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I'm not even going into my own questions, but others that have been closed like the one on school, this one about aliens, and perhaps most controversially this one about evolution and medicine were closed way too quickly. People were answering and engaging, and the conversations hadn't devolved into a flame war, so I think their closures were unjust.

I think there should be much tighter controls on closing posts, especially because several prominent users are taking control of the discussions and owning this board.

The question on school was understandable, especially knowing the user wasn't a native English speaker (and so should have been given some leeway). The one about aliens could have been addressed in many ways, including perhaps citing studies about demographics on who does/doesn't believe in aliens and then breaking down why, and the third ... that's the worst.

That was a totally appropriate question, well thought and interesting, and could easily have been answered if someone gave it a chance. While the individual questioned the answers, he did so in a reasoned way. This and other papers about MRSA evolution or this one about mitochondrial DNA, evolution, and genetic testing might have answered his questions, if others had been given a chance to weigh in.

Just dismissing him as a creationist crackpot with vague answers about how evolution is in every part of medicine is elitist, cowardly, and not in keeping with the spirit of this site. It's like you're literally trying to drive away people with dissenting opinions, and this site is becoming an incestuous breding ground where senior members ask questions they know will be easy to debunk.

And that rant is my way of saying I think you guys need to lay off and let some give people a chance to engage.

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    We had a meta topic about the evolution and medicine question, the closing of the question happened at the request of the author. We also had a meta topic about the aliens question. – Mad Scientist Mar 13 '11 at 15:48
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    Using linebreak once in a while will make your questions easier to read. One huge wall of text is hard to read. – Borror0 Mar 13 '11 at 15:50
  • I am usually using my iPad, which has an odd problem with putting hard returns in these text boxes (it acts as submit instead of a line break). Thanks Fabian for breaking it up into a more digestible form. – Dogmafrog Mar 13 '11 at 21:43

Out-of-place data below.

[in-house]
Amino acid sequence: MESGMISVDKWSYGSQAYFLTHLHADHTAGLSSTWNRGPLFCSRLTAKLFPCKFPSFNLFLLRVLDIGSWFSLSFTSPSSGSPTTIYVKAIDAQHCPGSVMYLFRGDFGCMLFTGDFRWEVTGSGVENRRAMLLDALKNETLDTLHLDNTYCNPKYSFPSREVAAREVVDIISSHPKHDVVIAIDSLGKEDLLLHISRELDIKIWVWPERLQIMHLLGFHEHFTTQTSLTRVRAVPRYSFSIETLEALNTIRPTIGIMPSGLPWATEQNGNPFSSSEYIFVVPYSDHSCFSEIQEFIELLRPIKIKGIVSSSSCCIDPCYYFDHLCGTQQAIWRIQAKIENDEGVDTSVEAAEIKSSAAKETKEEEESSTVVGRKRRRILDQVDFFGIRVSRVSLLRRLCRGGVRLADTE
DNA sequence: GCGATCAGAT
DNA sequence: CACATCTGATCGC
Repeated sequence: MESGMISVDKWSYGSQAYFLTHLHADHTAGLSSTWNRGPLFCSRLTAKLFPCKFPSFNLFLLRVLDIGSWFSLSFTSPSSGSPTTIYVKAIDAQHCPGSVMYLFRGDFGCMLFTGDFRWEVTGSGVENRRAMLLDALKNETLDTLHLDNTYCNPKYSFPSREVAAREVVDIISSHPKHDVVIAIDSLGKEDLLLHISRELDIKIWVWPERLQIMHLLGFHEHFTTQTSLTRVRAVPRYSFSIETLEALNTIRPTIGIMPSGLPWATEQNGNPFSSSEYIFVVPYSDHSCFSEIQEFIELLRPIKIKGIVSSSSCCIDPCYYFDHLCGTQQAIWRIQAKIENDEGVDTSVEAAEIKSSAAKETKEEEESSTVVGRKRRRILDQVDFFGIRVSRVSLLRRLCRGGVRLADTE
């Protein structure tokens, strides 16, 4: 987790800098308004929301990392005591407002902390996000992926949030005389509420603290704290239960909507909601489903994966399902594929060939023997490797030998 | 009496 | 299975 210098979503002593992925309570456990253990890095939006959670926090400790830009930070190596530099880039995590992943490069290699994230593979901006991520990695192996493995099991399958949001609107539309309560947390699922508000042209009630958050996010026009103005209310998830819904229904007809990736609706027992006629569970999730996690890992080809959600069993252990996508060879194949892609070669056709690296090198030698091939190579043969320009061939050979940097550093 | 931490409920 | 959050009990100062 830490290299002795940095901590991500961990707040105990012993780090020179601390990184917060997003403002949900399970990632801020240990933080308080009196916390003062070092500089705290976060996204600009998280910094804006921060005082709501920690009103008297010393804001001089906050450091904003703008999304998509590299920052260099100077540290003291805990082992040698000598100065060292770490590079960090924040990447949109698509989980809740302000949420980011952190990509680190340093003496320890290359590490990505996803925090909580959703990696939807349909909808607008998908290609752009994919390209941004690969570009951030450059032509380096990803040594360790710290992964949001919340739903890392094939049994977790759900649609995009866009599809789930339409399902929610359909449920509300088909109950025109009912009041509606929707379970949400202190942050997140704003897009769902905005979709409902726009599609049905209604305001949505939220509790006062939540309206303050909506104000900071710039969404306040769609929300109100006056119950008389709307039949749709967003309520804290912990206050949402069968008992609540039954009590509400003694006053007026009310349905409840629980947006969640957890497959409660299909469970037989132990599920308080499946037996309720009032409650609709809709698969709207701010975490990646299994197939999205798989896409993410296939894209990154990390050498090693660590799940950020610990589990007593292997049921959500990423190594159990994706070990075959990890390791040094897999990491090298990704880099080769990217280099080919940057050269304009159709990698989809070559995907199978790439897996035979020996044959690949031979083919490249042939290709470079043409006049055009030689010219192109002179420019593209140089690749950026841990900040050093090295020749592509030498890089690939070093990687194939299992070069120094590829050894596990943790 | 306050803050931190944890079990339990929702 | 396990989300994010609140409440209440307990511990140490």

• @Borror0, on the topic of this question, please explain why you closed the bias one. I genuinely have no idea. It seems to be a clear skeptical question about whether media impartiality exists. – Matthew Flaschen Mar 27 '11 at 7:50
  • @MatthewFlaschen: Oops. I thought I left a comment. Corrected that now. Feel free to open a meta question about this if you disagree with the decision. – Borror0 Mar 27 '11 at 11:16
  • @Borror0, I've done so. – Matthew Flaschen Mar 28 '11 at 1:32
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By looking at the questions you asked, I make the opposite points.

The older questions you asked (2 days ago or so) were closed, and rightly so.

The newer questions you asked were not closed and were actually upvoted. You have asked a question with +6 vote balance as of today...

In a way this is exactly how the site should work - nobody is shooting down your questions, but there's a mechanism in place that allows you to improve the quality of the questions you ask.

  • That will work for someone who is persistent and interested, but what about a person that just wants to ask a question very infrequently? You don't think they'll be off put when they have a question closed? I suppose we'll see if kejia and others like s(him) participate further. That's my fear for this beta - it dies on the vine because of excessive pruning too early. – Dogmafrog Mar 13 '11 at 17:47
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    I understand your point, however that's not how stack exchange sites are meant to work. :-) – Sklivvz Mar 13 '11 at 17:50